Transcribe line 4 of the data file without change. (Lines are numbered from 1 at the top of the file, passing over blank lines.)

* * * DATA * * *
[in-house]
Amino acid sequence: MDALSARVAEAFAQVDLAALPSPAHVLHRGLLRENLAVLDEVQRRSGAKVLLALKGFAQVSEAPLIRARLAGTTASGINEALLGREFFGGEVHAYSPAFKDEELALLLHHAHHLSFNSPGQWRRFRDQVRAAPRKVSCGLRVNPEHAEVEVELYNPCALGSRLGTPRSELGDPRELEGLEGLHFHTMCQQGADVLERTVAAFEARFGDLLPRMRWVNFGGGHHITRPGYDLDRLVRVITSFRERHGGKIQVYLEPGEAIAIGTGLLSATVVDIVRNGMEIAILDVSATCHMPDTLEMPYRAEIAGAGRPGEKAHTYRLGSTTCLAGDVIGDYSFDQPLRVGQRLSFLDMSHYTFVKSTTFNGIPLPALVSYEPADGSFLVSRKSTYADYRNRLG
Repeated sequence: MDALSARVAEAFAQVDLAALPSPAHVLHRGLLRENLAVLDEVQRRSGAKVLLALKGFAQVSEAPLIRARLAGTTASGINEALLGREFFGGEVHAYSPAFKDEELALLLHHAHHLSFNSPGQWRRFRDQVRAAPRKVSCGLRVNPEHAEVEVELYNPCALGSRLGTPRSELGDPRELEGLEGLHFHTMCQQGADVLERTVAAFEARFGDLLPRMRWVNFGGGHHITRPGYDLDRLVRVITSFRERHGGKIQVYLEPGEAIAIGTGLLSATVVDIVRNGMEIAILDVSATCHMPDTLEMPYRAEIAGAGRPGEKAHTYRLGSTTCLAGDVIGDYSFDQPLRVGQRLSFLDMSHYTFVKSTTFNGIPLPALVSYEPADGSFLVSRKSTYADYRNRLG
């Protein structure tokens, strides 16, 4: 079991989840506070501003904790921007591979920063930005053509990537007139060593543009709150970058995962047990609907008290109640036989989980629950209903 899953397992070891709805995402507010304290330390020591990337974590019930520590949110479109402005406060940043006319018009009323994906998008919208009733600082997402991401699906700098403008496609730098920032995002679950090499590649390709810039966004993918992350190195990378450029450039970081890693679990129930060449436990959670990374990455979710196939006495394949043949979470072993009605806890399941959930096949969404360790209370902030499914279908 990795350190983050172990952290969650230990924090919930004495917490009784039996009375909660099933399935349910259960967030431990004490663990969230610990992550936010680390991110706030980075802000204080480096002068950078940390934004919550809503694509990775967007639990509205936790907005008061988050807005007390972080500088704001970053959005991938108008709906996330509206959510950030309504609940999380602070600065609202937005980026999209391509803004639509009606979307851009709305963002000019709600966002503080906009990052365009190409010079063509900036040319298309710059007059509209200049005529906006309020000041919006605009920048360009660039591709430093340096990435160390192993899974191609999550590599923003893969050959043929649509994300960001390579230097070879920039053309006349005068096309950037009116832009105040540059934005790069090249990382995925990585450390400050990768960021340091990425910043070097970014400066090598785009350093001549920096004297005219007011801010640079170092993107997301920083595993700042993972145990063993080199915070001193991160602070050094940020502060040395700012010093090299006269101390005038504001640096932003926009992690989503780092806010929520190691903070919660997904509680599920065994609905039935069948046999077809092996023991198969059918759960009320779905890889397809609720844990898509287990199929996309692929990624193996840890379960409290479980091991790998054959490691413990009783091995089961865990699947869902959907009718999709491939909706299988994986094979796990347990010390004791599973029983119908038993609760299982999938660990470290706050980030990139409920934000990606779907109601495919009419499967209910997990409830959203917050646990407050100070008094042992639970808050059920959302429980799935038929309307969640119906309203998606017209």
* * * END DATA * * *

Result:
């Protein structure tokens, strides 16, 4: 079991989840506070501003904790921007591979920063930005053509990537007139060593543009709150970058995962047990609907008290109640036989989980629950209903 899953397992070891709805995402507010304290330390020591990337974590019930520590949110479109402005406060940043006319018009009323994906998008919208009733600082997402991401699906700098403008496609730098920032995002679950090499590649390709810039966004993918992350190195990378450029450039970081890693679990129930060449436990959670990374990455979710196939006495394949043949979470072993009605806890399941959930096949969404360790209370902030499914279908 990795350190983050172990952290969650230990924090919930004495917490009784039996009375909660099933399935349910259960967030431990004490663990969230610990992550936010680390991110706030980075802000204080480096002068950078940390934004919550809503694509990775967007639990509205936790907005008061988050807005007390972080500088704001970053959005991938108008709906996330509206959510950030309504609940999380602070600065609202937005980026999209391509803004639509009606979307851009709305963002000019709600966002503080906009990052365009190409010079063509900036040319298309710059007059509209200049005529906006309020000041919006605009920048360009660039591709430093340096990435160390192993899974191609999550590599923003893969050959043929649509994300960001390579230097070879920039053309006349005068096309950037009116832009105040540059934005790069090249990382995925990585450390400050990768960021340091990425910043070097970014400066090598785009350093001549920096004297005219007011801010640079170092993107997301920083595993700042993972145990063993080199915070001193991160602070050094940020502060040395700012010093090299006269101390005038504001640096932003926009992690989503780092806010929520190691903070919660997904509680599920065994609905039935069948046999077809092996023991198969059918759960009320779905890889397809609720844990898509287990199929996309692929990624193996840890379960409290479980091991790998054959490691413990009783091995089961865990699947869902959907009718999709491939909706299988994986094979796990347990010390004791599973029983119908038993609760299982999938660990470290706050980030990139409920934000990606779907109601495919009419499967209910997990409830959203917050646990407050100070008094042992639970808050059920959302429980799935038929309307969640119906309203998606017209």